One important question to ask is, “Why has Mitt Romney not emphasized virtually any of the above tremendous harms of the Obama administration?” At the Free and Equal Third-Party  Debate, all four of the participants (Gary Johnson, Jill Stein, Rocky Anderson, and Virgil Goode) had scathing criticisms of Obama’s administration in some (or, in the case of Gary Johnson, most) of the areas mentioned above. Ron Paul’s criticisms of Obama were similarly severe, and similarly on target. The perceptive observer, then, is left to wonder why Mitt Romney’s campaign completely ignores the actual harms caused by Obama during his first term and instead focuses on criticisms that are trivial at best or disingenuous and dishonest at worst. Is it, perhaps, that Romney would himself perpetrate the travesties discussed above, and perhaps intensify them? Is it, perhaps, that Romney’s political base actually insists that he attack Obama for not being “tough” enough with regard to certain military engagements and infringements on civil liberties?  (One must remember that Romney himself stated during the Republican debates that he would have signed the indefinite-detention provision of the NDAA. Furthermore, Romney expressed strong support for SOPA and the Protect IP Act before reversing his stance once it became apparent that continued endorsement of these bills would be politically ruinous.)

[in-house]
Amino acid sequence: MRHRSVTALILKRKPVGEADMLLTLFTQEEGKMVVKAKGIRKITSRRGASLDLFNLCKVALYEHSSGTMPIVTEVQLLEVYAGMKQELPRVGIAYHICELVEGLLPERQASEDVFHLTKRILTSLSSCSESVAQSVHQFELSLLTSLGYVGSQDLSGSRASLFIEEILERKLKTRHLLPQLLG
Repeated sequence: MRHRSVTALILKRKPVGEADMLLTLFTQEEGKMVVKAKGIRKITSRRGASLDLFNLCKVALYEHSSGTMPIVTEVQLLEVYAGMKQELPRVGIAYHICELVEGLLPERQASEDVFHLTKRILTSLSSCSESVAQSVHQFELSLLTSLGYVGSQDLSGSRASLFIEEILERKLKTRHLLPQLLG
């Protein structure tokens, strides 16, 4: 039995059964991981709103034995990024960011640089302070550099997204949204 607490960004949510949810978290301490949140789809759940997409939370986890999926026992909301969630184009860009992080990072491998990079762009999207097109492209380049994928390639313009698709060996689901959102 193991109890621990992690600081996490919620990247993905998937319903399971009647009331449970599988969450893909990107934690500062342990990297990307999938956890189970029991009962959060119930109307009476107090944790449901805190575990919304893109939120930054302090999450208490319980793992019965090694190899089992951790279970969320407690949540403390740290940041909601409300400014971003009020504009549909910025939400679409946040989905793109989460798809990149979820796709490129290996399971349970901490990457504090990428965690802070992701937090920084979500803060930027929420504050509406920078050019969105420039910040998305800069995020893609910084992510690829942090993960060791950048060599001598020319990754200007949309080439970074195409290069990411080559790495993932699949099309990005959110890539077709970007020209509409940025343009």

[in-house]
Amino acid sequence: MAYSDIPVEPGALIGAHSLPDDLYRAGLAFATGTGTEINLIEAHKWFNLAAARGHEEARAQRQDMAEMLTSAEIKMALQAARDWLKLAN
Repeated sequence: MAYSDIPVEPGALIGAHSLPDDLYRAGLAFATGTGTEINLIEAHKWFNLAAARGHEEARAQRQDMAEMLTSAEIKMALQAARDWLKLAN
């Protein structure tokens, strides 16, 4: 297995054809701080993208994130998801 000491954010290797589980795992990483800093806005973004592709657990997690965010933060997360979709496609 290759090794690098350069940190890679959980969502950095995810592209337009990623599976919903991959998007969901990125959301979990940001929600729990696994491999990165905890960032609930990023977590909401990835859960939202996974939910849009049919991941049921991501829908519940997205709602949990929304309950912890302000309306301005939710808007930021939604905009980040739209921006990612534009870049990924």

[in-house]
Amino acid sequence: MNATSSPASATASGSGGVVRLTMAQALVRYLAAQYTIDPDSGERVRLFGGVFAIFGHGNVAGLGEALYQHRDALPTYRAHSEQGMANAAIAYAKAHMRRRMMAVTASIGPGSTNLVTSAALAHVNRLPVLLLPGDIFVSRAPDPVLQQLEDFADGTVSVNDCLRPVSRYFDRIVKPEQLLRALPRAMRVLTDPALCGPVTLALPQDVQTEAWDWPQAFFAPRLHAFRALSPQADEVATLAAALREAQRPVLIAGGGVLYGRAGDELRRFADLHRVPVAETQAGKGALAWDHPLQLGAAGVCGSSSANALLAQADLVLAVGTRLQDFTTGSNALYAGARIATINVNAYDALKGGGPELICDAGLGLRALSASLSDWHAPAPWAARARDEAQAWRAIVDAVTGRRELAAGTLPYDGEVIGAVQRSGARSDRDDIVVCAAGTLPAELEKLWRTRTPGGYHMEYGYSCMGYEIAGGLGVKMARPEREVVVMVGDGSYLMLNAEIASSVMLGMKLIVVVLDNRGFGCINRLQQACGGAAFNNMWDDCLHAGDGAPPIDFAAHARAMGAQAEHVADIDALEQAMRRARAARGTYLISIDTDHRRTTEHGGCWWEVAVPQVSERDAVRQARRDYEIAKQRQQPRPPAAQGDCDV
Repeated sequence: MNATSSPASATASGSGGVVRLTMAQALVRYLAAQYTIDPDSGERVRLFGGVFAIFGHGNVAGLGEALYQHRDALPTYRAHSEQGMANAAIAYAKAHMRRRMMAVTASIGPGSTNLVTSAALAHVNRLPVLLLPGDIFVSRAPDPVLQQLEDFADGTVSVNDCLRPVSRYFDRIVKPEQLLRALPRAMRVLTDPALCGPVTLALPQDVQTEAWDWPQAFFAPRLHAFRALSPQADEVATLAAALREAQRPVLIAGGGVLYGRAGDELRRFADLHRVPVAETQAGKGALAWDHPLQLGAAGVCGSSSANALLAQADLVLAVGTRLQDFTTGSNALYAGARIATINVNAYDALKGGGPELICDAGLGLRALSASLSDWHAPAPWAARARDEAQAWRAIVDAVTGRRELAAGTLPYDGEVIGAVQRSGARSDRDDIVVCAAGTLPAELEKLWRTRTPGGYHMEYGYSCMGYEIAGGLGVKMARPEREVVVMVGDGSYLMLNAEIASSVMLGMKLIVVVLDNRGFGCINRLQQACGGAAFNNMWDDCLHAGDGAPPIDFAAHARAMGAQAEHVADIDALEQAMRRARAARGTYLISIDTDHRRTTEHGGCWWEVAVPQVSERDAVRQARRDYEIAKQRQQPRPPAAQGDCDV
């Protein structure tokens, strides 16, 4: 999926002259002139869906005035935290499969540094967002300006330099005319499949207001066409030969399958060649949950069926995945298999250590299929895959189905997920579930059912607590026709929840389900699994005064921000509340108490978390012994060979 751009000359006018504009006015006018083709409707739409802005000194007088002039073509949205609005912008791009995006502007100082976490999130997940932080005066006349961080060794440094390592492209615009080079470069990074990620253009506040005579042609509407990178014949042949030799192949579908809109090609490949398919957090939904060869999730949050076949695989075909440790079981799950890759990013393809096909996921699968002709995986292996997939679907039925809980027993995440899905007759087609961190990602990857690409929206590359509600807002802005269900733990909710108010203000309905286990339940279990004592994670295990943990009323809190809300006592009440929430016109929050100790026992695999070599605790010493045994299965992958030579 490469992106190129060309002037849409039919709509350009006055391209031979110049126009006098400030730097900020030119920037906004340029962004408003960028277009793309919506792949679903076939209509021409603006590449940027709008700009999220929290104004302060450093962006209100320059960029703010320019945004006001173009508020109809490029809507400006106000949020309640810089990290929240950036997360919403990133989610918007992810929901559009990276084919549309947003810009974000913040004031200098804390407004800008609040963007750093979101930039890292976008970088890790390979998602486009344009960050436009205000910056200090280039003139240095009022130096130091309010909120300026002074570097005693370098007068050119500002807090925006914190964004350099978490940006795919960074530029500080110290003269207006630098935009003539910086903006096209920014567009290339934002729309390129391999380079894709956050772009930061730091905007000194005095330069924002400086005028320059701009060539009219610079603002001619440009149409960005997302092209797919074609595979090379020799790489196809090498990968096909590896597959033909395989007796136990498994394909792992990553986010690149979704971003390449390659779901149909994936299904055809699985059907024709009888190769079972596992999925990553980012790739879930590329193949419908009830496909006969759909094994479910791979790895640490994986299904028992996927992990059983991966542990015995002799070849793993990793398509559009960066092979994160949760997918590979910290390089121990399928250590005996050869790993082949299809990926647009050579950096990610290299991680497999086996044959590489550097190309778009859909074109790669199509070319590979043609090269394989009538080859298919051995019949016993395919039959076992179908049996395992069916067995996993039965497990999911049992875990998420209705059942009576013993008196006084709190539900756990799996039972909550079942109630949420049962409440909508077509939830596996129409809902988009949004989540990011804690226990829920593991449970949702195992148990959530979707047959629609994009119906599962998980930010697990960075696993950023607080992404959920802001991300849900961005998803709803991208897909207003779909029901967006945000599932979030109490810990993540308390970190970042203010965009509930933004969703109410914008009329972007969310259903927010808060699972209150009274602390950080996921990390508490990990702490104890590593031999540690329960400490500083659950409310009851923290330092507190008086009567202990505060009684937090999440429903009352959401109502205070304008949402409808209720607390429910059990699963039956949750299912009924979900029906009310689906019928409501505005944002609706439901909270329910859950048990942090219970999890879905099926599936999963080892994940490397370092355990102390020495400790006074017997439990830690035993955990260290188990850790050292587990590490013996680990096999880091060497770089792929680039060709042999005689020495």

Rather than defend Obama or contrast him favorably to Romney, I will respond to each of Dr. Steele’s points by following a general theme: that Mitt Romney is cut from the same cloth as Obama policy-wise, and is even worse personality-wise. Obama, for all of his erroneous and dangerous views and actions, at least seems to have an ideological system that he endeavors to realize, however imperfectly and however subject to political maneuvering and backtracking. Romney, on the other hand, seems beholden to no principles. David Javerbaum has aptly characterized Romney as engaging in “quantum politics” – e.g., “Mitt Romney will feel every possible way about an issue until the moment he is asked about it, at which point the many feelings decohere into the single answer most likely to please the asker.”

This, then, can be seen as my response to Dr. Steele’s point regarding the “general vision” of the two candidates. Dr. Steele wrote that “This presidential election is not so much a choice between Mr. Romney and Mr. Obama as it is between two competing visions of the role of government.” I respond that the two parties do not represent competing visions, because the Republicans – by nominating Mitt Romney – have shown that they do not represent any vision whatsoever, or at the very least that their “vision” is a blank to be filled by the expediencies of the day. A left-progressive vision, however erroneous or even dangerous in some respects, is at least relatively predictable – though even many left-progressives (e.g., Rocky Anderson of the Justice Party) are themselves disgusted at the course the Obama administration have taken and strike me as a lot more honest and at least capable of doing good in certain areas (e.g., civil liberties), as compared to either the Democratic or the Republican establishments.